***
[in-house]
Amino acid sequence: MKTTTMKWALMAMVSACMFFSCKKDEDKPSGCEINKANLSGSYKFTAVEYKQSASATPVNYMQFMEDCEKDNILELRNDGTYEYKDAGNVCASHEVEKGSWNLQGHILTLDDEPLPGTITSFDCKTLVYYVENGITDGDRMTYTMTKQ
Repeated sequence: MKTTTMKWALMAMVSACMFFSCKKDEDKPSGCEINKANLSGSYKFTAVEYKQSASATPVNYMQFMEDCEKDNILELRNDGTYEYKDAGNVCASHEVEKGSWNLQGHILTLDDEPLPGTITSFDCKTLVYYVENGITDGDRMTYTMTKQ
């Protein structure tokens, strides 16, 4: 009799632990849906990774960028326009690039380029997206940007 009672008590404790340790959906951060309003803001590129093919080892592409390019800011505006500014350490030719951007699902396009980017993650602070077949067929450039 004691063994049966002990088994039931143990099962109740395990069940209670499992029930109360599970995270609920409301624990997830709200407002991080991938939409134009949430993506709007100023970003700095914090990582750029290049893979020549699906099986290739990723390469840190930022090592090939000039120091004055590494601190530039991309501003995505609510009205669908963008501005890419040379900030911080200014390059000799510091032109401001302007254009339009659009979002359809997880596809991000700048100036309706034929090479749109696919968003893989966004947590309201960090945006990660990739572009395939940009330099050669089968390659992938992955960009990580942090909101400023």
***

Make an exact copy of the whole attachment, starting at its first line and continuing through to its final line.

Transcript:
[in-house]
Amino acid sequence: MKTTTMKWALMAMVSACMFFSCKKDEDKPSGCEINKANLSGSYKFTAVEYKQSASATPVNYMQFMEDCEKDNILELRNDGTYEYKDAGNVCASHEVEKGSWNLQGHILTLDDEPLPGTITSFDCKTLVYYVENGITDGDRMTYTMTKQ
Repeated sequence: MKTTTMKWALMAMVSACMFFSCKKDEDKPSGCEINKANLSGSYKFTAVEYKQSASATPVNYMQFMEDCEKDNILELRNDGTYEYKDAGNVCASHEVEKGSWNLQGHILTLDDEPLPGTITSFDCKTLVYYVENGITDGDRMTYTMTKQ
């Protein structure tokens, strides 16, 4: 009799632990849906990774960028326009690039380029997206940007 009672008590404790340790959906951060309003803001590129093919080892592409390019800011505006500014350490030719951007699902396009980017993650602070077949067929450039 004691063994049966002990088994039931143990099962109740395990069940209670499992029930109360599970995270609920409301624990997830709200407002991080991938939409134009949430993506709007100023970003700095914090990582750029290049893979020549699906099986290739990723390469840190930022090592090939000039120091004055590494601190530039991309501003995505609510009205669908963008501005890419040379900030911080200014390059000799510091032109401001302007254009339009659009979002359809997880596809991000700048100036309706034929090479749109696919968003893989966004947590309201960090945006990660990739572009395939940009330099050669089968390659992938992955960009990580942090909101400023």